I'm nearly at the end of a dedicated re-read of all five books and my revisionist opinions have even surprised me. Aside from The Boy Who...which is an odd fit, I find the first three, though I love 'em, a bit too constructed. I'm gaining a new appreciation for Under Water which I didn't expect. It's kind of 'incidental' if you know what I mean. Existential in the best way.
    I've been writing for folk on Facebook recently about how the Ripley books cover a time span of maybe a dozen years in Tom's fictional life whilst occupying some thirty odd years of Miss Highsmith's life. Oddly, though, the changes in the world of Ripley reflect the thirty year period, not the dozen. Interesting.

  11. My comment, which I took a good while over, has disappeared.

    1. It's there, Dave – I have to approve all comments, and since yours came in overnight (I think), I didn't see it till this morning.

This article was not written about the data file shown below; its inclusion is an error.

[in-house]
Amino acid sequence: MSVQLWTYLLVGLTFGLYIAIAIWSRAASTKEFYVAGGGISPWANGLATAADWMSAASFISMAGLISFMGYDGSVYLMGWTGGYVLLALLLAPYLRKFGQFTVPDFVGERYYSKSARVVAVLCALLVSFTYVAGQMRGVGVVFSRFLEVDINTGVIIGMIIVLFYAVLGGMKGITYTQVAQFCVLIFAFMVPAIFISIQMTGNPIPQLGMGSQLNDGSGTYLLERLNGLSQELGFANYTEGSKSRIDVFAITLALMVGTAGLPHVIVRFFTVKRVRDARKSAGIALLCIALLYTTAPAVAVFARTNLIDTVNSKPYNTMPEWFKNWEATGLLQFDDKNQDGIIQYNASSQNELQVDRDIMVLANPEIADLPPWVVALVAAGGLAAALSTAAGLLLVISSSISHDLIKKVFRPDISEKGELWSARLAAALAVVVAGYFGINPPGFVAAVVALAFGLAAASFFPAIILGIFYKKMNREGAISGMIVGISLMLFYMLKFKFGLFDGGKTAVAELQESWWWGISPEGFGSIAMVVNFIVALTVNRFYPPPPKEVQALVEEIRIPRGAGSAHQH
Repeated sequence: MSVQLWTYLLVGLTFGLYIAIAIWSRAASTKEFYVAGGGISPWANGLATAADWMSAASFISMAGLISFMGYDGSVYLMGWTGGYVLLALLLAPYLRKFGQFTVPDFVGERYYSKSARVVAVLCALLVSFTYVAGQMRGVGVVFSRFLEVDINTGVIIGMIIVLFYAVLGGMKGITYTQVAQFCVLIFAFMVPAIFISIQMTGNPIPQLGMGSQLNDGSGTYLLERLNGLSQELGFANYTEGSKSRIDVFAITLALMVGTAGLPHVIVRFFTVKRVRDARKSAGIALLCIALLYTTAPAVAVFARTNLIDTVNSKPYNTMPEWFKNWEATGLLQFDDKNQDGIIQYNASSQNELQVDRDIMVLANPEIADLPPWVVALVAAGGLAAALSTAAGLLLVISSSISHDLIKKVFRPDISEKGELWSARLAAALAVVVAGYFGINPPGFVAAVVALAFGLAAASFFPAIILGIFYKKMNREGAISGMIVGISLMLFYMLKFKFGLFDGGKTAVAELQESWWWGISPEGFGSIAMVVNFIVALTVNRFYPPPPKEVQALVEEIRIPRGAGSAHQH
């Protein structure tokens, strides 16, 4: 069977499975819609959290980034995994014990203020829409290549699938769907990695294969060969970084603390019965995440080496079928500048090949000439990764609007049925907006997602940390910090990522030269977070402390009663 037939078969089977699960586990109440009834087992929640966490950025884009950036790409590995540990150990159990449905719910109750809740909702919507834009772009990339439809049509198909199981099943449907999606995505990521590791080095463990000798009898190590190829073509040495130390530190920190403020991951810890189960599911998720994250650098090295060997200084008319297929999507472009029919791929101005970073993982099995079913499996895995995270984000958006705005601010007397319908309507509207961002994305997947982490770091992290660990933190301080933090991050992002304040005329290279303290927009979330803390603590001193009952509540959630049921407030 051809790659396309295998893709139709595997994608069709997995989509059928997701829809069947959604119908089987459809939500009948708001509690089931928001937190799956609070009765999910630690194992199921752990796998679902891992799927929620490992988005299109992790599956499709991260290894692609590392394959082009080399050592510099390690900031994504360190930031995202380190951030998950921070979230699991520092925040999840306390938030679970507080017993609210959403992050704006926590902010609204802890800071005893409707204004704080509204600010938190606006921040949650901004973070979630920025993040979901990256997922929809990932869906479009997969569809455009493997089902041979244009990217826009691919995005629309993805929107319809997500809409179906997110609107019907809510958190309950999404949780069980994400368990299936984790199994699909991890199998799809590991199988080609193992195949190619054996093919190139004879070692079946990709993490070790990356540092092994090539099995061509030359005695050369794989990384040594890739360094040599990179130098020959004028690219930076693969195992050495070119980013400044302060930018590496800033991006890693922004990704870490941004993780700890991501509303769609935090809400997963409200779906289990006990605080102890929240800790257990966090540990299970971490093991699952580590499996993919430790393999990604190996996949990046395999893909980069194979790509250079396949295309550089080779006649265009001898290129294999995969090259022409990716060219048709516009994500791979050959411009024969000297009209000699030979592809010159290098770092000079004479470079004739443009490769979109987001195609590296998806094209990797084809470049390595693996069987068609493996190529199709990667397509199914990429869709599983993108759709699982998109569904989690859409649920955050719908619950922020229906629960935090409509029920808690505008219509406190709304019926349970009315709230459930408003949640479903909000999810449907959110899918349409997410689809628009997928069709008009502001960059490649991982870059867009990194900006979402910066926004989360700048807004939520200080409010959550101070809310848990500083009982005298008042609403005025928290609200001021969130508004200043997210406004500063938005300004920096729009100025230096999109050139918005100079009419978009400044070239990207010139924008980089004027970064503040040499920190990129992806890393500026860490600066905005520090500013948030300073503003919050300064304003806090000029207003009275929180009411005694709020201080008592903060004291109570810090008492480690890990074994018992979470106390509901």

12. It would've been hilarious if Highsmith had written a tongue in cheek short story where Mme. Annette kills the local butcher after she discovers he's been overcharging Ripley's account after she turned down his filthy advances years ago...

    1. Ah, if only... Actually any kind of Highsmith story from Mme. Annette's perspective would have been amazing. Or a Heloise story for that matter. Now that would've been something: a peek inside her head...

    2. But Mme. Annette is the Greek Chorus almost! The perfect personification of everything that is good about the French. And the reader would empathize with her.

  13. Arh, now I understand.

    Thank you